This article has been written for Albanian Free Press newspaper and www.albanianfreepress.al
By Eduard Zaloshnja
At the end of this week, the Democratic Party will hold its caucus, to discuss and approve the recent changes in the party statute. The aim of these changes is to make the Democratic Party more democratic. But, how democratic can this party become?
One of the most important changes in the DP’s statute will be the application of the principle “one member, one vote” not just for the election of the party leader. From now on, besides the election of the party leader, this principle will also apply to parliamentary candidates that will represent the Democratic Party in each constituency.
However, the application of the principle “one member, one vote” at the DP, SP and SMI, has shown that the race has been almost fictitious. Rama achieved a “landslide” victory against Lakrori, Meta achieved a “landslide” victory against Luan Rama, Basha achieved a “landslide” victory against Selami.
In fact, the selection of parliamentary candidates through the “one member, one vote” principle, would mark a progressive step (as opposed to the drafting of the list by the chairman himself), but it would not be significant from the aspect of democratic representation, because in Albania, members see the party as a mere opportunity to find a job within public administration.
On the other hand, the application of the principle “one supporter, one vote” in the election of the party chairman and parliamentary candidates, would really represent a step forward. In Democratic Party’s case, around 700 thousand right wing voters could participate in the selection process. A chairman who is elected this way, could easily say that he represents his party’s voters. And the same thing can also be said about parliamentary candidates.
Summed up in the paragraph above, this change in the statute, seems more reasonable and simpler to be realized. However, its application in practical terms is not that simple. The first issue that comes up when a party adopts the principle “one supporter, one vote” is: who will have the right to vote based on this principle? The party member can easily be identified through his membership card. So, how will the party’s support be identified? How will supporters of other parties be prevented from voting in a party’s internal elections?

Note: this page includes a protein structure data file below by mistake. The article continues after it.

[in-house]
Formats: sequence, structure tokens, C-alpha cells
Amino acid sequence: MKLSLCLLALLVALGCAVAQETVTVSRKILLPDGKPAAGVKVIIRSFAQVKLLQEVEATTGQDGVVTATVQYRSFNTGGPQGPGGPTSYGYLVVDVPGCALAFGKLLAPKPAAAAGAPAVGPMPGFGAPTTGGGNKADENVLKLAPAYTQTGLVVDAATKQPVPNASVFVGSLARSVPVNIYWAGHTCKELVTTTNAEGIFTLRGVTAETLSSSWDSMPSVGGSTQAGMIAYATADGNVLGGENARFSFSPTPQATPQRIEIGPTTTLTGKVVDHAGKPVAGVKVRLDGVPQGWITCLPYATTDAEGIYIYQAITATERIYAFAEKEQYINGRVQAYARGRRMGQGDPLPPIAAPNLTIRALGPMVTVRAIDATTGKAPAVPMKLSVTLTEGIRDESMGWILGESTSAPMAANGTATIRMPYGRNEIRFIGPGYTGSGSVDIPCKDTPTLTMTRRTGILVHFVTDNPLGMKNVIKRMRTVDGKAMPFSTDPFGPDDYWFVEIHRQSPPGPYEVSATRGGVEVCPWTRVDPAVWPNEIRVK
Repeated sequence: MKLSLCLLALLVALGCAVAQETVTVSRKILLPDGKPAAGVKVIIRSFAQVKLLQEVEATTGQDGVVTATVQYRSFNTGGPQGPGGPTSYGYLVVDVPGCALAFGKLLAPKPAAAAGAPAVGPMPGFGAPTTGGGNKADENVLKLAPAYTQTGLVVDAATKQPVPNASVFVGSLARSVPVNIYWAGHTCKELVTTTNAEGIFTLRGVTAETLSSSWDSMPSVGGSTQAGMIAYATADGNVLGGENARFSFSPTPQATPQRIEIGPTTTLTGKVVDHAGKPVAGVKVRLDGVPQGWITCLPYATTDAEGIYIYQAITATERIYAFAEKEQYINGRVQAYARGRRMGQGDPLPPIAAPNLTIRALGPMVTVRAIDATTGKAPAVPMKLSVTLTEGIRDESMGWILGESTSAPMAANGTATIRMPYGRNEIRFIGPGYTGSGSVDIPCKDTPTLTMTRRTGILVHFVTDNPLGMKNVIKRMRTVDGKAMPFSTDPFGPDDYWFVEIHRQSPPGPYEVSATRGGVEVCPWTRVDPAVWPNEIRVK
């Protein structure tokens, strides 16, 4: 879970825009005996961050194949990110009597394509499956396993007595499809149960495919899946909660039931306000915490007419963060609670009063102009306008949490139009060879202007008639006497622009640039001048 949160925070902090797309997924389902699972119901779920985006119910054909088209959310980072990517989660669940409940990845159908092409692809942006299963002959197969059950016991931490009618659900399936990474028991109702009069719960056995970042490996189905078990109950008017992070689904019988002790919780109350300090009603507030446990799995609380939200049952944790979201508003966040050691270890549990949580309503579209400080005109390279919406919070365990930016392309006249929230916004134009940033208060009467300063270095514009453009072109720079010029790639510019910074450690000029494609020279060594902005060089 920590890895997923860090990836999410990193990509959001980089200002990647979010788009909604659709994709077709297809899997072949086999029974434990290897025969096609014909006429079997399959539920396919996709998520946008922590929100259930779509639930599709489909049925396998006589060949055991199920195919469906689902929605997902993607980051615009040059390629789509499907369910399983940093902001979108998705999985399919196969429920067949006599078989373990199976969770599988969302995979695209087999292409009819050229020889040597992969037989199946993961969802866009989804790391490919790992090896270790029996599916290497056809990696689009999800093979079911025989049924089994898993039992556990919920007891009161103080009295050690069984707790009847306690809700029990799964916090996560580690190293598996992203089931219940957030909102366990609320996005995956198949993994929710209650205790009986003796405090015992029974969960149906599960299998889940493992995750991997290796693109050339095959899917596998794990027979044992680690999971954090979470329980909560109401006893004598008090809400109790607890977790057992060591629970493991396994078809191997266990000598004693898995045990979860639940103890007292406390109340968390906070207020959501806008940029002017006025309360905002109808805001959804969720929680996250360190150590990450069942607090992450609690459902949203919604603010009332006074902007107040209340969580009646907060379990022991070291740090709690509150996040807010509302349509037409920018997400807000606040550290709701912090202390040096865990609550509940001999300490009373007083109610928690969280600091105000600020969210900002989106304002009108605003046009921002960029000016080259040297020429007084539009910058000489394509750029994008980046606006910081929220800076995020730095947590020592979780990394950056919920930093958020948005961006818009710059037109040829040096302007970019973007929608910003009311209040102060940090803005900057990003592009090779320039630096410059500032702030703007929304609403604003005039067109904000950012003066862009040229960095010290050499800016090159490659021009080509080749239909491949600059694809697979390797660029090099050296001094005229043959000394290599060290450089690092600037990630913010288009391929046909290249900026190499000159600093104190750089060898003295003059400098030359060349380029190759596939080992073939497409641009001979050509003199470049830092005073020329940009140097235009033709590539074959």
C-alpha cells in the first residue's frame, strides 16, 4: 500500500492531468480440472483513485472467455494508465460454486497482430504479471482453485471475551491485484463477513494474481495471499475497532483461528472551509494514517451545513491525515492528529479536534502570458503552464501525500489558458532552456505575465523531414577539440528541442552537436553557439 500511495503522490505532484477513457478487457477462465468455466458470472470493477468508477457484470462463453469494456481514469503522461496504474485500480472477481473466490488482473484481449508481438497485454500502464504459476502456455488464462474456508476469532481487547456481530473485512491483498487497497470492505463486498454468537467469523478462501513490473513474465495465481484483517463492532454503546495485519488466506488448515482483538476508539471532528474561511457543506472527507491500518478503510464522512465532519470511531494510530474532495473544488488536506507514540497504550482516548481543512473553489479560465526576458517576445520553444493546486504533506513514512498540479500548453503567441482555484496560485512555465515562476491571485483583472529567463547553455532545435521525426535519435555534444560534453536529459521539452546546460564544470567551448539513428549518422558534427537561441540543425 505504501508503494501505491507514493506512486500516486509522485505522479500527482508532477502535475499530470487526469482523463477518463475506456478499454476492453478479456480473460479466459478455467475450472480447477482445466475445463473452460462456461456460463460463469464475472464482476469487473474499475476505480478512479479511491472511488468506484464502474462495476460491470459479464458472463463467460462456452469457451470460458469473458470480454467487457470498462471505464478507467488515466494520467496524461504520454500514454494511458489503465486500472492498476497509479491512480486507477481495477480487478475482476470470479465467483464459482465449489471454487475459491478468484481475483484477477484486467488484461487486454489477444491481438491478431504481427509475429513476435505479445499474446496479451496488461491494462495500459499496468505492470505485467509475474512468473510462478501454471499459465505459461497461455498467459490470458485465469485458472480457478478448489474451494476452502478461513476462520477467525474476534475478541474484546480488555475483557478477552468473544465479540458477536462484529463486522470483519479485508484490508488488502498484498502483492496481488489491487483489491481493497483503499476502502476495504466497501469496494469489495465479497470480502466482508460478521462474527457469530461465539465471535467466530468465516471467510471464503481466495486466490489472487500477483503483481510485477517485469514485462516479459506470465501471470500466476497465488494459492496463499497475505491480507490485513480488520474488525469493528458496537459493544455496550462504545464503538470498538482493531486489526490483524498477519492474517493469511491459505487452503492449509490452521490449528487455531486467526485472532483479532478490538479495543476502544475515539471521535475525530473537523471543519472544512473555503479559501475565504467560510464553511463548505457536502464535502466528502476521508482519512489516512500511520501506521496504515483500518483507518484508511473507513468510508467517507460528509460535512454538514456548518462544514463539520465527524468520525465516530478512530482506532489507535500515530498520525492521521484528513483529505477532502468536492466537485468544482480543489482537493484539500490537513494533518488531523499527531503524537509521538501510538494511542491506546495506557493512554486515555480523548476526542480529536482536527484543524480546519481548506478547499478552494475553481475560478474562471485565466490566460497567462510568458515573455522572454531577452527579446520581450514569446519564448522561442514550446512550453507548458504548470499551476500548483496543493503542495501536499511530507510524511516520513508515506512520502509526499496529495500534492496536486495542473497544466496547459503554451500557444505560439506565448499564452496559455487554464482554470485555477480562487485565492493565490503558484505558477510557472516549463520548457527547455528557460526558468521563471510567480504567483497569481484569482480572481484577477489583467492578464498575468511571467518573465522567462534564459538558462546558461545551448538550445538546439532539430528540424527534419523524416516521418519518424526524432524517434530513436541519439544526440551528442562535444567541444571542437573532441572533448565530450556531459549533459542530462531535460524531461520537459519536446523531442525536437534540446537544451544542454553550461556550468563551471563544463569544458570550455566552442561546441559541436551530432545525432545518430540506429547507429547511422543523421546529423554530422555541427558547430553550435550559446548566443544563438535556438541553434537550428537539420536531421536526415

In developed democratic countries, this is achieved through the official register of party’s supporters. Someone who has registered as supporter of one party cannot participate in the internal elections of another party; he can only participate in his party’s elections.
This argument leads us to the biggest difficulty of the application of the principle “one supporter, one vote”. In order for this principle to work out, all the main parties in the country should hold internal primary elections. This way, supporters of each party will be interested on voting within their party. By registering, they cannot participate in the elections taken place in another party.
If only one of the parties applies the principle “one supporter, one vote”, supporters of other parties could easily go to participate with the aim of damaging that particular party. This way, the party’s cohesion could receive a blow.
The question is: are the three main parliamentary parties in Albania ready to apply the “one supporter, one vote” principle? Would Basha agree to race for the post of the party chairman within the right wing electorate (which had around 700 thousand voters when he assumed office and was elected based on the principle “one member, one vote”)? Would Rama and Kryemadhi be ready to authorize the supporters of their parties to draft the list for parliamentary candidates (perhaps today, their post would not be threatened by the “one supporter, one vote” principle).
If the three leaders of the main parliamentary parties agree on holding elections within the party based on the “one supporter, one vote” principle, a date could be set in order for the parties to hold primary elections ahead of the parliamentary elections. These elections would produce the party chairman, who would lead the party in the general elections, and also the candidates of each party for parliament. In this case, if a supporter decided to participate in a party’s elections, is not entitled to participate in another party’s elections.
But will this not identify who votes which party? In fact, representatives on the field of the main political parties have identified them already. Ahead of every election, they canvass voters in each area.
But, could the primaries system act as an obstacle for new parties. They can grow through the support of those voters who do not support any of the existing parties. In fact, a new party could become part of the primaries system (based on the principle “one supporter, one vote”) only if they have a particular number of supporters. Otherwise, they could hold their internal elections in the apartments that they rent to use as offices.
Note: The views expressed in this article are the author’s own and do not necessarily reflect Albanian Free Press’ editorial policy